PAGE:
Habitable Exoplanets


by Maddie Meagher

The idea of finding a planet like Earth is a very exciting one to me and many others. However there are many factors that go into just making a planet suitable for life, factors such as location, temperature, water, atmosphere, and many others. Today I’m looking at some factors that play role in finding habitable exoplanets, or Earth 2.0 candidates as I like to call them. The main one I’m talking about today is the habitable zone. The habitable zone is the area around a star that a planet can have liquid water. The habitable zone is different for every solar system and is dependent on the parent star. Too close to the parent star and expect to have your oceans be boiled off. Too far and your planet would a giant ball of ice. The data I’m using for this little project comes from a site called the Habitable Zone. The site’s main purpose is to catalog planets in habitable zones and planetary equilibrium temperatures as well as many other various traits of planets.




These are the boundaries for the habitable zone for our own solar system. The two estimated ranges for habitable zone models in our solar system are the Conservative model from 0.95-1.4AU and the  Optimistic model from .85-1.7AU (Note an AU is the average Earth-Sun distance).




What I wanted to compare was how the location of an exoplanet can affect the planet’s average temperature. To get my data for locations of exoplanets I looked at the optimistic model for the habitable zone. The optimistic habitable zone extends the inner/outer boundaries of a solar system by using the “Recent Venus”(closer to parent star) and “Early Mars”(farther from parent star) criteria. The more optimistic estimate refers to assuming the planet has the right atmosphere to help keep in cooler than it should be at the inner edge, and warmer than it should be at the outer edge. The picture above shows our own solar system’s habitable zone with the optimistic habitable zone being in dark green. For temperature I looked at periastron equilibrium temperatures or Teqb in the database I used. The periastron temperature is the average temperature of a planet when it is at it’s closest point to it’s parent star . It’s also important that a planet is well mixed. What that means that it has an atmosphere that can trap heat well enough and have the heat spread evenly across the planet’s surface. For context, our home planet Earth spends 100% of its time in the habitable zone, and is well mixed, with an average temperature of 290K.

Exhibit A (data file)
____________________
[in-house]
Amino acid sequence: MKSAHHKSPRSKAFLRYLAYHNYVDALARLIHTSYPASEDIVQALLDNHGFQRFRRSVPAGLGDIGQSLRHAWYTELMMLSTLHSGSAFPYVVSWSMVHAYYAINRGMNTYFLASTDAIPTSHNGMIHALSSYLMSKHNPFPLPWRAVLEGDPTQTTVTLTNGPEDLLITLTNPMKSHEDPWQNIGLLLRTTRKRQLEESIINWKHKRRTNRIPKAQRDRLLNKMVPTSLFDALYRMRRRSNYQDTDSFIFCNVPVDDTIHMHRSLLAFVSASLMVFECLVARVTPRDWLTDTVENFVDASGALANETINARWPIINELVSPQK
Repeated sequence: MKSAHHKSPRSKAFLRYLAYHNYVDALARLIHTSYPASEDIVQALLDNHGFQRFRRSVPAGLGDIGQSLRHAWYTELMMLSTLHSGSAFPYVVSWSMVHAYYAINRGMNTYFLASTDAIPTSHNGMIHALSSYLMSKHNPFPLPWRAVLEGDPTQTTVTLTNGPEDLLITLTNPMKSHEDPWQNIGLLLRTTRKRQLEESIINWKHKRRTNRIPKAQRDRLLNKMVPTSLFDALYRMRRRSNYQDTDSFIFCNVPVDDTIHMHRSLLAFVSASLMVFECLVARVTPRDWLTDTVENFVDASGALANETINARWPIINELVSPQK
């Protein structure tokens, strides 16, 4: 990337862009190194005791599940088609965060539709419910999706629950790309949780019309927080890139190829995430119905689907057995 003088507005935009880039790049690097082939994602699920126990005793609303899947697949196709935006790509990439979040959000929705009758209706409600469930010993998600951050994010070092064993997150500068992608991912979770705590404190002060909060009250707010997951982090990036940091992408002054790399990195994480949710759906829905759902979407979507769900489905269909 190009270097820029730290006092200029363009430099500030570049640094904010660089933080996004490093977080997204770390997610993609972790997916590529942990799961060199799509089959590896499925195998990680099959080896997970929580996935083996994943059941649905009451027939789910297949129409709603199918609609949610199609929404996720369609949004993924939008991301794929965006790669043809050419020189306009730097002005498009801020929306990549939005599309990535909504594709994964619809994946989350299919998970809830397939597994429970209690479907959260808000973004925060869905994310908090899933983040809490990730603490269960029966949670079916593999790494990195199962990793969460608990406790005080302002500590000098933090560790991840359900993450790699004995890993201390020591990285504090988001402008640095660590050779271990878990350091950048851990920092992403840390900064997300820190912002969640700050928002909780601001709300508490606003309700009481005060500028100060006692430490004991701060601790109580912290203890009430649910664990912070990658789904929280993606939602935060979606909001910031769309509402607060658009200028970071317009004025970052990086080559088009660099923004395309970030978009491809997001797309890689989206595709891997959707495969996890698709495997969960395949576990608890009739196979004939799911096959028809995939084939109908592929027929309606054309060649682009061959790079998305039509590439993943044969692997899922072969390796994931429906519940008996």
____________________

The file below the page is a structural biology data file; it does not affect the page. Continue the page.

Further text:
Using the data from the Habitable Zone I made a graph comparing percentage of time spent in the THZO (the optimistic habitable zone,on the x axis) and the Teqb (average periastron temperatures in kelvins on the y axis). And for reference the blue dot represents where our own home planet Earth would sit on this plot. The results I found is that the more time a planet spent in the optimistic habitable zone (THZO) the more temperatures tended to be below at 500 kelvin, they also tend to fall into the 200-300 kelvin range which is habitable (300 kelvins being a nice warm 80.33 degrees Fahrenheit). This is especially true for those planets who spent 100% of their time the Optimistic habitable zone. Though I noticed three big outliers on the graph. One  is a planet at 1457.4 kelvin (HD 20782 b) and the other at 1547.9 kelvin (HD 80606 b). Both these measurements are above 1400 kelvins or 2060.33 degrees Fahrenheit! However these two planets only spent very little time in the optimistic habitable zone as well as having some rather eccentric orbits (which I show below). The last outlier (HD 43197 b) spent more than 75% of its time in the habitable zone however temperature managed to reach 735.4 kelvins. The one thing all these planets have in common is that during their orbits they travel dangerously close to their parent star. This may contribute to the high periastron temperatures these planets.


Caption for three pictures above: All three of the exoplanets above for part of their orbit travel dangerously close to their parent star which is most likely the cause of the high spikes in their temperatures seen on the graph above. HD 20782 b doesn’t even spend all of it’s orbit too close to parent star or in the habitable zone. HD 20782 b spends a part of it’s orbit on the outer edge of the planets habitable zone where I would expect it temperature to drop.

Sources used:







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